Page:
Great job zebec! Brought back some great memories for me.
schmerl is offline  
Old Mar 22nd, 2022, 07:37 AM
  #8  
 
Join Date: Jul 2006
Posts: 16,310
Received 22 Likes on 4 Posts
Thanks Zebec! We were so lucky to complete our trip to Egypt and Jordan in January 2020 as COVID was arriving.
We loved all of Jordan and hope to return. You captured it so beautifully with your photos! Your portraits of Jordanians are especially beautiful.
HappyTrvlr is online now  
Old Mar 22nd, 2022, 10:36 AM
  #9  
Original Poster
 
Join Date: Jan 2008
Posts: 5,497
Likes: 0
Received 0 Likes on 0 Posts
Thank you Schmerl & HT!
FUN FACT: it seems that the Nabataeans were soooooo into acquisition that public fines awaited those Petra residents who did not increase their annual yields!
Jayzus.
zebec is online now  
Old Mar 22nd, 2022, 11:34 AM
  #10  
Original Poster
 
Join Date: Jan 2008
Posts: 5,497
Likes: 0
Received 0 Likes on 0 Posts
SIDEBAR: this is the khuff or Camel section. No discussion of desert travel would be complete with some portrayal of theses ships of the desert ('safnat al sahra'). They can go 50 days without water as they traverse the sands. The most prevalent kind in Jordan are dromedaries, a swift breed with one hump ('sanam'). Others are trained as thoroughbred racers. Every inch of a camel is somehow utilized, hence their description as 'attalah' or gifts from God.

This 'naqa' or mama camel, was lovingly looked after by locals. She was the most common color, brown or 'hamra'. Seen here, her snout ('burtam'), nose bridge ('arnun') and forehead ('hijaj'). I will now describe her every eyelash and...(NO! NO! NO! We're good Zebec! Mkay?---editors)

A striking 'shadad' camel saddle.

Another ancient rock inscription, showing a human rider atop his camel's 'sulb'. Had it been able to depict accurate colors, the black 'malha' and white 'wadha' types would've been interesting to see.

Camels will spit, but this pair seemed like amiable sorts.

We brought back this camel skull, in order to later donate it to our school's brand-new Science Lab.

Not sure whether some of these thick wool items are associated with camels or whether they're 'batanyah' blankets?? Movies: besides the obvious classic *'Lawrence of Arabia', there exists another more modern production depicting that same time period: 'Theeb'. That film shows a young bedu boy's misadventures through the desert. *note that Lawrence eventually came to regret his role in that contentious war, admitting that his ulterior motives did not serve the needs of local people.
zebec is online now  
Old Mar 22nd, 2022, 11:41 AM
  #11  
Original Poster
 
Join Date: Jan 2008
Posts: 5,497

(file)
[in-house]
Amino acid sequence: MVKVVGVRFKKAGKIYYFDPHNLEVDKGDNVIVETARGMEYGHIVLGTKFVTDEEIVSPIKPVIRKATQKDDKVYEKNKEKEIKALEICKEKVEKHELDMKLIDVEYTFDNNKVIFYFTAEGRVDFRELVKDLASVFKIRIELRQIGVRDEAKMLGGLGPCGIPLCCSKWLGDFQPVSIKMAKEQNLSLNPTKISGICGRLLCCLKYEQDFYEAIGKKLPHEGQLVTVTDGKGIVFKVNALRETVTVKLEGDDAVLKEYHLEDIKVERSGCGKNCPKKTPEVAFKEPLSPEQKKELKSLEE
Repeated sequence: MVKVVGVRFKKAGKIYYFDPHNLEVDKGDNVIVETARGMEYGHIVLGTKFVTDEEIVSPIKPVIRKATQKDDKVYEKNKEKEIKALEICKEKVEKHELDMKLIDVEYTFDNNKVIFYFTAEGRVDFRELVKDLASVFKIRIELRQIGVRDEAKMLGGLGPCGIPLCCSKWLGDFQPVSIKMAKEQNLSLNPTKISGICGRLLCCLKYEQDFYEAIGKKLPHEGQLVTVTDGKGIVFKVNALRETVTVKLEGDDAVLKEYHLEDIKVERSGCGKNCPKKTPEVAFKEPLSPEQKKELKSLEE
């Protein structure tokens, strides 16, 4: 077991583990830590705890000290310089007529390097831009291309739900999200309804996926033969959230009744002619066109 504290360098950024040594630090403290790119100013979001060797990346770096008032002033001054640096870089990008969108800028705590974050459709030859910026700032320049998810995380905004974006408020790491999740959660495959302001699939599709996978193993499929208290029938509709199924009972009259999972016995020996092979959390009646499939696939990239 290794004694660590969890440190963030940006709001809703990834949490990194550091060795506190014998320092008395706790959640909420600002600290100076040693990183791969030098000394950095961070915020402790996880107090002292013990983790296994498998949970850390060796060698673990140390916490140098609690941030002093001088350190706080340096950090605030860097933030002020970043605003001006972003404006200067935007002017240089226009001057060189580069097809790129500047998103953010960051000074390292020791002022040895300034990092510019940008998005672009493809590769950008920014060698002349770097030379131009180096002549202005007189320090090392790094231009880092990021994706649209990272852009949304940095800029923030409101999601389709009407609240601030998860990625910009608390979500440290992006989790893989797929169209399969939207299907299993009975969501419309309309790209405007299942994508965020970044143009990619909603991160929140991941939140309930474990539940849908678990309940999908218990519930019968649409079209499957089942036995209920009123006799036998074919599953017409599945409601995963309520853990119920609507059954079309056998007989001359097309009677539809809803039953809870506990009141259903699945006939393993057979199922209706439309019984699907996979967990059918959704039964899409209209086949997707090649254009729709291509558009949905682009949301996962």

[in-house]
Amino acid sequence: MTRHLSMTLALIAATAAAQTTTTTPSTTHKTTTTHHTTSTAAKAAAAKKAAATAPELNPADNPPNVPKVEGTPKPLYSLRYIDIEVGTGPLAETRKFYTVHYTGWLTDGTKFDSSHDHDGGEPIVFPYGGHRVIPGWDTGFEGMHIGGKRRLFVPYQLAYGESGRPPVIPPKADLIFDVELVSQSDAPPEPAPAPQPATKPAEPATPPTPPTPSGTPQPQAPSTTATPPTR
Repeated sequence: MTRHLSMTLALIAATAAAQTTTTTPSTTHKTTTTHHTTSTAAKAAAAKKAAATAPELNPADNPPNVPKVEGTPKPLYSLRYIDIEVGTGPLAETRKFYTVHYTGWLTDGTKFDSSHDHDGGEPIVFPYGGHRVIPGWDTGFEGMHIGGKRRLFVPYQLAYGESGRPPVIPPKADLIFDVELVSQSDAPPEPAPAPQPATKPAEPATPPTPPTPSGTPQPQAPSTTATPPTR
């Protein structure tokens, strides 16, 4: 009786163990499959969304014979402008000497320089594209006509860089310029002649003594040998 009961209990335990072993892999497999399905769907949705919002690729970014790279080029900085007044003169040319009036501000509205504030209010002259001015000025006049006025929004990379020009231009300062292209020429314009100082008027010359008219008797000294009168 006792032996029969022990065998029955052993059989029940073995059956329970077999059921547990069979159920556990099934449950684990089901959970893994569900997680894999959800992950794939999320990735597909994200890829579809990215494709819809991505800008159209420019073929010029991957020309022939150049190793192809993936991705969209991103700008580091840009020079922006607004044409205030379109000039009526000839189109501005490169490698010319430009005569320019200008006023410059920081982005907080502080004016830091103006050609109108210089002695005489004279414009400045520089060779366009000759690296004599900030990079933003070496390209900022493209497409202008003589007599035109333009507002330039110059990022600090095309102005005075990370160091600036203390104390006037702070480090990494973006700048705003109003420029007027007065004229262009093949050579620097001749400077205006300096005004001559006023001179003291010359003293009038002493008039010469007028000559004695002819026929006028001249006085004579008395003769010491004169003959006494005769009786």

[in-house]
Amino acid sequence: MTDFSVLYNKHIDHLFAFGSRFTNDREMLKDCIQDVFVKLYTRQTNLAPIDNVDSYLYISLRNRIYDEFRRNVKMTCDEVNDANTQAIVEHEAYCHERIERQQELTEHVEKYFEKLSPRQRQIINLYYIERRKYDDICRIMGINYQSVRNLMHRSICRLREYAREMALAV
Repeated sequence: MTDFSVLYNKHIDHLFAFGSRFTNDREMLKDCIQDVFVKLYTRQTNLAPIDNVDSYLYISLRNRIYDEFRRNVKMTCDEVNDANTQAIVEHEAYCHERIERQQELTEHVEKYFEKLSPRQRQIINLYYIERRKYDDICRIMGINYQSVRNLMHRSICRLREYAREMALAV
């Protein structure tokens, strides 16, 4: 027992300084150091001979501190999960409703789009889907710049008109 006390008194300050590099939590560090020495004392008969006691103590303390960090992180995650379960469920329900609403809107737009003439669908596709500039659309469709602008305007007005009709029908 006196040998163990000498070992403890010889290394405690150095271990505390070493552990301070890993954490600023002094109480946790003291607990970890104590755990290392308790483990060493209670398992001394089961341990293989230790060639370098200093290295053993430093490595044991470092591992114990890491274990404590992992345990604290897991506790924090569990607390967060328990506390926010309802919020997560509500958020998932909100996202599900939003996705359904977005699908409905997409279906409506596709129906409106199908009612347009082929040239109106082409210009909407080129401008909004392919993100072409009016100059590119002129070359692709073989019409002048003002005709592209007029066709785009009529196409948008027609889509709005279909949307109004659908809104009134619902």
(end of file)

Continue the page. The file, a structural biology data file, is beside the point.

Likes: 0
Received 0 Likes on 0 Posts
Our good friends from NY, Kev and Teresa, were present at Petra during a similar flash flood a few years prior to this one in 2018. See @ roughly the 11 min. mark and you'll understand the dangers. Back in '63, an entire group of French tourists lost their lives in a Petra flash flood.
zebec is online now  
Old Mar 22nd, 2022, 05:33 PM
  #12  
 
Join Date: Apr 2006
Posts: 8,764
Likes: 0
Received 0 Likes on 0 Posts
Amazing photos! We visited Jordan right before the pandemic broke out and your photos make me long to return. I can't imagine how difficult it must have been for those areas so reliant on tourism these last couple of years.
KTtravel is offline  
Old Mar 22nd, 2022, 09:10 PM
  #13  
Original Poster
 
Join Date: Jan 2008
Posts: 5,497
Likes: 0
Received 0 Likes on 0 Posts
Thank you too KT, and what a coincidence that both you and HT above, managed to get your trips in, just under the covid 'wire'. I'm glad that it worked out for you both.

So now we change the channel to Wadi Rum. Such stunning landscape. Now that the pandemic seems to be waning, there will be plenty of new willing prisoners there, deep in the desert. A timeless Zen atmosphere is evident. Few places in Jordan demand as much exploration as this protected area of unspoiled natural beauty. Locals call it 'harra' or rocky desert. Vast cliffs and canyons, epic vistas plus dramatically-bulging rock formations are spread throughout these desert plains bordering Saudi Arabia. It can be hard to believe that all this is natural landscape and not some brooding geography of alien origin. As in Petra, unique tafoni can be found, born of an ancient seabed which once carved the elements into otherworldly honeycomb. Visitors will salute Mother Nature and her consort Time ('jawan'), for creating such unique, differentially-weathered wonders. Wadi Rum's secluded sites are reached by 4WD jeeps and pickups, horses, camels and also by bus #11 (get it? stick legs). Hikers enjoy this place. Enough already--I'm beginning to sound like a travel brochure. Let's return to fotos.

Those interested in going horseback might contact Sue at her 'Bait Ali Camp' in nearby Shakharia--she is an expert rider.

Shutterbugs are advised to place their cameras inside a good quality bag or container here. A single grain of sand can mess up your desert trek adventure.